IS LAND DIFFERENT FROM OTHER RESOURCES?
Many people consider land to be a special kind of resource. But like other natural
resources, land is the result of the human creative process, as discussed in chapters
1-3. Though the stock of usable land seems fixed at any moment, it is constantly
being increased - at a rapid rate in many cases - by the clearing of new fields or the
reclamation of wasteland. Land also is constantly being enhanced by increasing the
number of crops grown per year on each unit of land, and by increasing the yield per
crop with better farming methods and with chemical fertilizer.
Last but not least, land is created anew where there was none. For example, much of
Holland originally belonged more to the sea than to the land. "According to strict
geographical determinism, one would expect to find there nothing but a fever-ridden
delta and lagoons, the undisputed domain of sea fowl and migratory birds. Instead, we
find a prosperous and densely-peopled country, with in fact the highest densities of
population in Europe." The new land was won by diking and draining. "This is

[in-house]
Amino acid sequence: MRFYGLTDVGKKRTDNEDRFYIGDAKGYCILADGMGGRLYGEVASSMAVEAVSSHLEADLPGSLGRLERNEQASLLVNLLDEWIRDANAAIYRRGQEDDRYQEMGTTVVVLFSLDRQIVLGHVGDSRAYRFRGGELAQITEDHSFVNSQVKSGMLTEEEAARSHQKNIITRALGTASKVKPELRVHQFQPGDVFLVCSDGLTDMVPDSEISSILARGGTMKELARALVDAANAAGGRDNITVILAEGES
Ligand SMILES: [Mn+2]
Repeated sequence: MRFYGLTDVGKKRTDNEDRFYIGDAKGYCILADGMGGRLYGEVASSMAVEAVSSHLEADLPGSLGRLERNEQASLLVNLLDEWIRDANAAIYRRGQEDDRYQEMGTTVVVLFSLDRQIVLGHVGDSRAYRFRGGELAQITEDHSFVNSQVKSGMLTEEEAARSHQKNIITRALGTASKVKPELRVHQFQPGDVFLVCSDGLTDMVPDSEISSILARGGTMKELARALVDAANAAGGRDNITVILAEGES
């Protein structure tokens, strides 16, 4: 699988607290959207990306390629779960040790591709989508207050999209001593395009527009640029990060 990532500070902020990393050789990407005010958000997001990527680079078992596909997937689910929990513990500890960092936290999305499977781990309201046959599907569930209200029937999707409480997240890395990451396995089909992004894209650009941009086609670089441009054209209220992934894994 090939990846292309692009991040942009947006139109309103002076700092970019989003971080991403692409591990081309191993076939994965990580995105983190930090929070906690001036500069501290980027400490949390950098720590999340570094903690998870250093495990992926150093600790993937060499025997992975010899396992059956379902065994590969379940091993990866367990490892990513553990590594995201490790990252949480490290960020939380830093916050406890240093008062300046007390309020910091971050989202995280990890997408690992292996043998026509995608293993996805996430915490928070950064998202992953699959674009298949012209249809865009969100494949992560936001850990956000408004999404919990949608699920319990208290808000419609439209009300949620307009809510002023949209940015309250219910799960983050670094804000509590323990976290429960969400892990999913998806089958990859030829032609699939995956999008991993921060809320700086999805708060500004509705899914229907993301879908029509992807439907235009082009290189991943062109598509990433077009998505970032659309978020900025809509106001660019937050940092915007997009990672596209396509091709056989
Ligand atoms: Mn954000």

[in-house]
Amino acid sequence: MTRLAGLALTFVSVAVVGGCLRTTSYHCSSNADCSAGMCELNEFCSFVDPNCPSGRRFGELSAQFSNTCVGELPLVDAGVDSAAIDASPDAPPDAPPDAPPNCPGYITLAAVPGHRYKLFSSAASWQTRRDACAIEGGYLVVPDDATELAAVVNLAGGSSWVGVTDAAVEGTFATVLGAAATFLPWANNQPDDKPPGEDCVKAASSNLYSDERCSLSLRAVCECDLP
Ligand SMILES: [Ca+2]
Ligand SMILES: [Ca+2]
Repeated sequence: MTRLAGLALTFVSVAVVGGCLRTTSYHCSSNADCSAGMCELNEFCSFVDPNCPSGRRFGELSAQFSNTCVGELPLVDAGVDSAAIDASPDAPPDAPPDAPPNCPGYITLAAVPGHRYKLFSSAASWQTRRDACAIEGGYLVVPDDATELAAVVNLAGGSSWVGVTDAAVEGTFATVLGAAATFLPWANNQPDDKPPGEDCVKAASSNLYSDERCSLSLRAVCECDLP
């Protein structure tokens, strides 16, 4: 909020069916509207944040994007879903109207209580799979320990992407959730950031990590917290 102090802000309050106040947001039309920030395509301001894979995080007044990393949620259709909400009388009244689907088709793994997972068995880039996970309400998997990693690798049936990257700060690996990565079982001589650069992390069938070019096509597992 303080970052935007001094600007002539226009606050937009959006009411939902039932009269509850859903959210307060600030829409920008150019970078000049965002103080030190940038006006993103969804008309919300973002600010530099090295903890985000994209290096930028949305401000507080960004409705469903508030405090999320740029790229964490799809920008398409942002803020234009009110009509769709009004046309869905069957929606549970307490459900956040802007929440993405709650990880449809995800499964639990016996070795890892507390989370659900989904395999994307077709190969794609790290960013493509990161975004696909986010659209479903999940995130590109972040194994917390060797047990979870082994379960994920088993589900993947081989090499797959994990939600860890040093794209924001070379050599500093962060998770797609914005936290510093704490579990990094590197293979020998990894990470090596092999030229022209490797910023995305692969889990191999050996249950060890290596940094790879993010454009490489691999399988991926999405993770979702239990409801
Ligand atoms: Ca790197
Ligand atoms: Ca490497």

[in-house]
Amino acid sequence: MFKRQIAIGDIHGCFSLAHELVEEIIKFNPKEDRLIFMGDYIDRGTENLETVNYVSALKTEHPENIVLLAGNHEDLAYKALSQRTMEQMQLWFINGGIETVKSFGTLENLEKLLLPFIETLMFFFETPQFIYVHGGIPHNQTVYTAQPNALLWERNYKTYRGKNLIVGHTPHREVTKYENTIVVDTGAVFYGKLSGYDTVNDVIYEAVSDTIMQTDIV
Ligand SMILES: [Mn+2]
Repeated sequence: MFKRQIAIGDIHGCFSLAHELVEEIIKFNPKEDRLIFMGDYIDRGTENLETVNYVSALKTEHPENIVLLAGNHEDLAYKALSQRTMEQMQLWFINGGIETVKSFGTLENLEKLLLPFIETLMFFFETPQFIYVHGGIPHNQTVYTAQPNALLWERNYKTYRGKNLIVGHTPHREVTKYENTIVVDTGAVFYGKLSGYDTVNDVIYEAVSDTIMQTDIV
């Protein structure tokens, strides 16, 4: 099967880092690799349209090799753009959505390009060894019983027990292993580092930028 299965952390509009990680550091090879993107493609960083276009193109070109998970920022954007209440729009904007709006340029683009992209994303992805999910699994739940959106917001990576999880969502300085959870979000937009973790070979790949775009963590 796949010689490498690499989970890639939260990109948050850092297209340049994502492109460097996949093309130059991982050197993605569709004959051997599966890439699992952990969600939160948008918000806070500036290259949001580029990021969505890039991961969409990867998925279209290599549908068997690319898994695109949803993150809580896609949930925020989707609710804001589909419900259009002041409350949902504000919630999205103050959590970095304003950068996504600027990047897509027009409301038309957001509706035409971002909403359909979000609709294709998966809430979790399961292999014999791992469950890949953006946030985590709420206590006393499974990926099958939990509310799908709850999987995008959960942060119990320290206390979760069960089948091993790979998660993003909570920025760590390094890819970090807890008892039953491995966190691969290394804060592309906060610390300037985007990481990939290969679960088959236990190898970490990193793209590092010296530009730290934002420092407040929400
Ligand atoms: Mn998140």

essentially a triumph of human will, it is the imprint of civilization on the
landscape." A hundred years ago someone said of the Netherlands, "This is not soil,
it is the flesh and blood and sweat of men."
Modern Japan is applying the lesson of Holland. When land around Tokyo becomes
scarce and extraordinarily expensive, the Japanese build an artificial island in Tokyo
Bay and contemplate large floating structures, including perhaps an airport. And Hong
Kong is planning to build a new airport on reclaimed land just off one of its islands.
Holland was created by muscle power. But the potential for creating new land has
increased as new power sources and our knowledge and machinery have developed. In the
future, the potential for creating new and better land will be even greater. We will
make mountains where there now is water, learn new techniques of changing the nature
of soils, and develop our ability to transport fresh water to arid regions.
Extending the process into a third dimension which Holland demonstrated in two
dimensions, the capacity to grow food in multilevel structures with the use of
artificial light (see the discussion of Phytofarm in chapter 6) means that the supply
of effective agricultural land can be expanded without limit - that is, it is not
finite. This is no pipedream, but a demonstrated reality that is economic even at